Thursday, May 20, 2004

A Family Left Behind: The Death of Scott Shaw

I wrote last week about the very moving hearing organized by New York Congressman Major Owens that highlighted witnesses' stories of losing their loved ones in workplace "accidents," the paltry fines their employers recieved from OSHA and the need to strengthen penalties in the OSHAct.

One of the most moving witnesses was Holly Shaw, widow of Scott Shaw. If her story doesn't bring tears of sorrow and rage to your eyes, you're tougher than I am.
Thank you for letting me have the honor of speaking to you. I am here because I lost my husband to a workplace accident. He was killed on the job. He was too young, and it should not of happened.

Scott Shaw celebrated his 38th birthday on July 13, 2002. Scott and I celebrated our 9th wedding anniversary on August 14, 2002. Our son, Nicholas, celebrated his 3rd birthday on September 12, 2002. His Daddy wasn't there. His Daddy died 5 days before, when he fell into the Schuylkill River. Scott fell off a barge he was working on, helping to dredge the river. There were only two other employees on both the barges at the time. Scott walked from one barge to another to get oil. He was missed after several minutes, and his hat was discovered floating in the water. Scott's body was found two days later.

Scott didn't have a life jacket on. He wasn't required by his company to wear one. There were no life preservers on the barge. When Scott walked from one barge to another, he navigated tires that were attached between the barges. This is how the employees traveled between the barges. No one saw Scott go in the water. I like to think he hit his head and didn't know what happened. He was 6'3", handsome, strong, and was an excellent swimmer.

This was not the first time Scott had fallen off of the barge. I can remember two times that Scott came home soaking wet, complaining that he had fallen in. The company should have known then that there was a problem.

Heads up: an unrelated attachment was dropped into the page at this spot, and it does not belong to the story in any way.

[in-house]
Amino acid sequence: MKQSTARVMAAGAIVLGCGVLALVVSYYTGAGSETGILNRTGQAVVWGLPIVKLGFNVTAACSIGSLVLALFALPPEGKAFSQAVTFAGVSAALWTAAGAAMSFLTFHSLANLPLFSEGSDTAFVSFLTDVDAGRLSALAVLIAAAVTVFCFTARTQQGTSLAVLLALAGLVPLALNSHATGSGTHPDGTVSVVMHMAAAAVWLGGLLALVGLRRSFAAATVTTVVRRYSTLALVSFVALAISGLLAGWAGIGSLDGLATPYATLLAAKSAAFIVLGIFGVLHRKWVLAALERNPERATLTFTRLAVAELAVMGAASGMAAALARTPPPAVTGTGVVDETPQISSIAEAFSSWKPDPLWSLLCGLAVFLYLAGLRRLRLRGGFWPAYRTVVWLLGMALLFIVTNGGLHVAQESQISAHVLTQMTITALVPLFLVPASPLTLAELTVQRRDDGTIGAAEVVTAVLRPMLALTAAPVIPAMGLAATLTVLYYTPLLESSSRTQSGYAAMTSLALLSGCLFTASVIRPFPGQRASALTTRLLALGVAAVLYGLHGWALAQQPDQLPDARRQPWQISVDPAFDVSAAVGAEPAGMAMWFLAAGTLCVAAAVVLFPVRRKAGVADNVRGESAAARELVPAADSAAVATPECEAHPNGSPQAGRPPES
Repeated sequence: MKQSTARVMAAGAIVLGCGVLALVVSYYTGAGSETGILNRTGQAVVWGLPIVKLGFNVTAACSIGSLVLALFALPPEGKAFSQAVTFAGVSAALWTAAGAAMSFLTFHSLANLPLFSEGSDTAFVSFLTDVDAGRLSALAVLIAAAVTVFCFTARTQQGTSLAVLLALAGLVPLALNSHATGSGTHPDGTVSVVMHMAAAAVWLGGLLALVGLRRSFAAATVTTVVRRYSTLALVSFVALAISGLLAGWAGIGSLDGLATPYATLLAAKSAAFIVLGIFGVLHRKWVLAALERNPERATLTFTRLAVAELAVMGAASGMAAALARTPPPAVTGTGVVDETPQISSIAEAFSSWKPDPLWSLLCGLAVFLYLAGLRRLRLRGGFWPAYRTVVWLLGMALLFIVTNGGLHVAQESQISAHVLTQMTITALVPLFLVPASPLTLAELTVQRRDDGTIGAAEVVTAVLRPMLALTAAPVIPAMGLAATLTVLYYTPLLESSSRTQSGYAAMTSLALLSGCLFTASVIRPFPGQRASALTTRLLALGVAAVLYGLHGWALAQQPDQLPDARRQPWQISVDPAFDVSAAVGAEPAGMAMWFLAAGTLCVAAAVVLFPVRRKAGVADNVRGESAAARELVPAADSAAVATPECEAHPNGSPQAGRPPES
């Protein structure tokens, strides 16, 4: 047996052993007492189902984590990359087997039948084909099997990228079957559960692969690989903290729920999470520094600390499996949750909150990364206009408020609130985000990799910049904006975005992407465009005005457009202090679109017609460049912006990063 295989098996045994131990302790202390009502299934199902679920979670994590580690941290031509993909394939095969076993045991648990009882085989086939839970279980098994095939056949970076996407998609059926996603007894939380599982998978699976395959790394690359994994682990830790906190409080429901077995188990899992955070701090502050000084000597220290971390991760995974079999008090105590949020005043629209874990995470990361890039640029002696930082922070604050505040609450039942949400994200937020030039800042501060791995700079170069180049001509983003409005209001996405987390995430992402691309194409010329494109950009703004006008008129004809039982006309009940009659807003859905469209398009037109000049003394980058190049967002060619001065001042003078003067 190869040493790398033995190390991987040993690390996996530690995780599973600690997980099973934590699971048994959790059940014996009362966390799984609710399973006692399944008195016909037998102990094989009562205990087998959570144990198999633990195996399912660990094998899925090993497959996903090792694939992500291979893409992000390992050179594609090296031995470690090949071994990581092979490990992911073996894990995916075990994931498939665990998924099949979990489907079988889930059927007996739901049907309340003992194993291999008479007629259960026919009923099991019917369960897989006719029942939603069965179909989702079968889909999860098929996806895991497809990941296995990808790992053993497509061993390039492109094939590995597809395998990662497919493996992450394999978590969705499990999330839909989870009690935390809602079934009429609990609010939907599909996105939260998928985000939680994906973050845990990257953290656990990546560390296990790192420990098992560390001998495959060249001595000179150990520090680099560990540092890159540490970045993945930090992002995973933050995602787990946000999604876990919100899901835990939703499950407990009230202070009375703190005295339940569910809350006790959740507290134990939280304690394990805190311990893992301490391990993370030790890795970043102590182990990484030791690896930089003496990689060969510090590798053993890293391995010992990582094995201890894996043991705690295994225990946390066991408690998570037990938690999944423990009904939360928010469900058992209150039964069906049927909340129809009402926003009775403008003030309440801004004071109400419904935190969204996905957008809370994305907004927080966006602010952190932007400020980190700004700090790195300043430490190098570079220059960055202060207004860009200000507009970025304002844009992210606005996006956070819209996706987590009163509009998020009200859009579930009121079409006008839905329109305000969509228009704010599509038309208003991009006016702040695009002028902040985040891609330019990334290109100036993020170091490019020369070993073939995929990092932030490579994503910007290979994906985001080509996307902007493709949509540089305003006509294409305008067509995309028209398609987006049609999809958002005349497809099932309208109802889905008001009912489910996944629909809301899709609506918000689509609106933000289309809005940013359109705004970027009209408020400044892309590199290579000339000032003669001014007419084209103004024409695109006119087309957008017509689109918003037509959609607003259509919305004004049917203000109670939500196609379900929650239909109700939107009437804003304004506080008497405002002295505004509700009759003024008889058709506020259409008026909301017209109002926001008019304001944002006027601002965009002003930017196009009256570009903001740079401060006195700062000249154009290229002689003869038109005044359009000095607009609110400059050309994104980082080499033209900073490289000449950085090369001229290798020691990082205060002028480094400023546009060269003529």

Scott's death was needless. The company Scott was working for neglected to follow safety regulations. OSHA completed an investigation into Scott's death, and found the company had committed 6 serious violations. This was defined as 1 citation, with 6 items violated. The company was fined $4,950.00. That's what my husband's life was worth??

The first violation was committed, as OSHA says in their report, the employer did not assure that all affected personnel were instructed on the recognition and avoidance of hazardous conditions while working on the Hopper Barge and/or the Work Barge, especially around the unguarded edges of the same and when traveling between barges. For this, his company was fined $2,100.

The second violation was found when the employees weren't checked and confirmed that they were wearing life jackets. As OSHA says, Employees walking or working on the unguarded decks of barges were not protected with U.S. Coast Guard approved vest or buoyant vest. The company was not fined for this violation.

The third violation was for the way that the "bobcat" front-end loader was not stored safely, and workers were not instructed in the dangers of hazardous fumes. Again, this was termed a "serious" violation. The company was fined $750 for this item.